Tag: tourtip

Watch the Weight

After reading Martin Atkin’s book, entitled Tour Smart, a lot of things came to mind, and as such, I’ll be periodically posting tourtips. These are things I picked up the hard way, both as a touring musician, but also a engineer involved with industrial tradeshows. The number of parallels between the two of them are amazingly close, albeit tradeshow wise, we had a ton more funding than I ever did as a musician. Otoh, the headaches are very much the same.

Tourtip #1 Be careful of weight distribution, total weight, and physical size

Its a real temptation to try and make things simple, by using oversize storage and transit containers, ie custom made Anvil cases. Ie, rather than having to deal with tons of crates, if one has just a few… its easier to manage and faster… hopefully.

Well, we had the proverbial coffin box, which held microphone stands and booms, and another case for base plates. Having the base plate box detoured to a undisclosed location one night, we had the brilliant idea to repack them as one… all in the coffin box. Well, that made what was normally a 200lb box, into a 400 pounder, or at least it felt that way. Sure, it had wheels, but it still required lifting over different surfaces, and we didnt have a hydraulic lift gate. As long as we could manuever a ramp, no problem, but it doesnt always work out that well. So… one night, we were short on load out crew, and we had this 400 pound crate… and managed to loose it while loading. Pretty amazing damage what a case like that can do in such a short period.

Another issue is weight distribution… sure, you have the load out check sheet, but when its raining & dark, the telescopic loading bay lights are out, and the loading curtains are leaking, speed is key. The last thing you need is weight distributed up high in the truck, add in high winds… and it can be interesting. I still remember fighting it for hours, and my buddy behind told me later, I thought sure, you were going to roll… If it means getting things in order for load out back on the stage, take the time to do it. The checklist is not just to make sure everything is in the truck, but that weight distribution is also considered (or in some cases, that it all fits). The same applies to a trailer… and I should have learned that back in high school, when our trailer went over a cliff. Sure, the welds were bad, but had it been loaded properly, its unlikely it would have separated like it did.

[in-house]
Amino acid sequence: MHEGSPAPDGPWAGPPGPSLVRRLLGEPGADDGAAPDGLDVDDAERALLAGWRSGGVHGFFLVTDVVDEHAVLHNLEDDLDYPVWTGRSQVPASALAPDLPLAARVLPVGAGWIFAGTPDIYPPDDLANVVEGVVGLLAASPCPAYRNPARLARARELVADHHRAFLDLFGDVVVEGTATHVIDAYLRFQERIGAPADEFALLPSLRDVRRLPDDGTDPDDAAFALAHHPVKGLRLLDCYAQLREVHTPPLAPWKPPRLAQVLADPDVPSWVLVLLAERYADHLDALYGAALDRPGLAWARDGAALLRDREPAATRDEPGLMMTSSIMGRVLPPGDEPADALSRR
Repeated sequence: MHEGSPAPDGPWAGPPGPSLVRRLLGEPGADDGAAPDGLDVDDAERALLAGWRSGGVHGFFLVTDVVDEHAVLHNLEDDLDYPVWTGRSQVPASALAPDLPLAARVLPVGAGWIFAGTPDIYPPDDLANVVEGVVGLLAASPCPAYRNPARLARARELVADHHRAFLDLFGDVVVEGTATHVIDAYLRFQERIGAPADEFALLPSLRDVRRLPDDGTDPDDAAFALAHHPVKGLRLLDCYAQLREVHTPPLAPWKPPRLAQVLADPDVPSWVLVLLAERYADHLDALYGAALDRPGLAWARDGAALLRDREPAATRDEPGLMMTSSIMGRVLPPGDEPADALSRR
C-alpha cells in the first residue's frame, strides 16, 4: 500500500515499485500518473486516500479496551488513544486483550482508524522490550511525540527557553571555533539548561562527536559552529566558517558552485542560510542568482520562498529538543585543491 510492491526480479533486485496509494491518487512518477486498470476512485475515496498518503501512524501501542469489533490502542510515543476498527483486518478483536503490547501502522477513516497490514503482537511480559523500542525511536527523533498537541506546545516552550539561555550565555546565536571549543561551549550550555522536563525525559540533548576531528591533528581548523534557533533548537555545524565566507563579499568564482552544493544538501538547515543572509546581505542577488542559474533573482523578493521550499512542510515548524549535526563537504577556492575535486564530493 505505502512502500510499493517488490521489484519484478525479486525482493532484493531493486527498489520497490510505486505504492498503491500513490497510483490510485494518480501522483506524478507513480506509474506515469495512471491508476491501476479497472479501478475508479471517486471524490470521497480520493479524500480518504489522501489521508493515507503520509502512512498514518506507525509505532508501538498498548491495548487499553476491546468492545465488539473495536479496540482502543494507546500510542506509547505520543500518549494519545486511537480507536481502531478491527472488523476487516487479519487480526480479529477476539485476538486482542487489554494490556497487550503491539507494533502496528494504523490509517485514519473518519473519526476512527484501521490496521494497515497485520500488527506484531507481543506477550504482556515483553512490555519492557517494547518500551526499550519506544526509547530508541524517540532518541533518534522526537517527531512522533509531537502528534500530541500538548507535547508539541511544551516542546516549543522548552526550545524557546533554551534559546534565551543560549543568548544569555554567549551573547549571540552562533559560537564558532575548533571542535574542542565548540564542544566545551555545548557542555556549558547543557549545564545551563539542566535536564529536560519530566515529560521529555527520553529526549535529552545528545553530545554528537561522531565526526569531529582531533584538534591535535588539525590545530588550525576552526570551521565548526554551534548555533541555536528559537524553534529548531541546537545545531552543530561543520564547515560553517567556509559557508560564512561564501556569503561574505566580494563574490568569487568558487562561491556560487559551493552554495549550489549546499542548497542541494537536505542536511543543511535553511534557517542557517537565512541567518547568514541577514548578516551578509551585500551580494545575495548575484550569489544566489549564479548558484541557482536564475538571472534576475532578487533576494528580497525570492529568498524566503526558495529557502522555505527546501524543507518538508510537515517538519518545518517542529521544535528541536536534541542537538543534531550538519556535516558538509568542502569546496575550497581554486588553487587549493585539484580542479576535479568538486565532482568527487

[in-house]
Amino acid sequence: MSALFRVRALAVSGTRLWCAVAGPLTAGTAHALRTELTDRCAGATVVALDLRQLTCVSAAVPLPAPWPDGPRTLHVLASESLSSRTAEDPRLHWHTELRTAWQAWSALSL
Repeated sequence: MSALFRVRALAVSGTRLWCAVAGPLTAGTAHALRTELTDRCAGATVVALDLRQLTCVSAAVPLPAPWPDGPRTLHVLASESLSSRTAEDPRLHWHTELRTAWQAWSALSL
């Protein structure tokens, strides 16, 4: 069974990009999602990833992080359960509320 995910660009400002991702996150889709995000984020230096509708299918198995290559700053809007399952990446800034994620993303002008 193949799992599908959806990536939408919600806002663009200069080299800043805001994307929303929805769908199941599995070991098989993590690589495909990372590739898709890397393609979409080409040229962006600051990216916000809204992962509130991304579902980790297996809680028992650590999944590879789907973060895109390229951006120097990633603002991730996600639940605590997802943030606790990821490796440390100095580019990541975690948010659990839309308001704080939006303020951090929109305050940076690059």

Physical size can also come back to bite… Its no fun playing a small venue, only to find out you have to unload the cases outside, as they wont fit through the door. Or worse, getting charged huge oversize fees when you get to the airport. Granted, if one stays with Anvil, or most other pro cases, most of the sales guys will call you out on this… but if you DIY to save money, this is something one must definitely consider.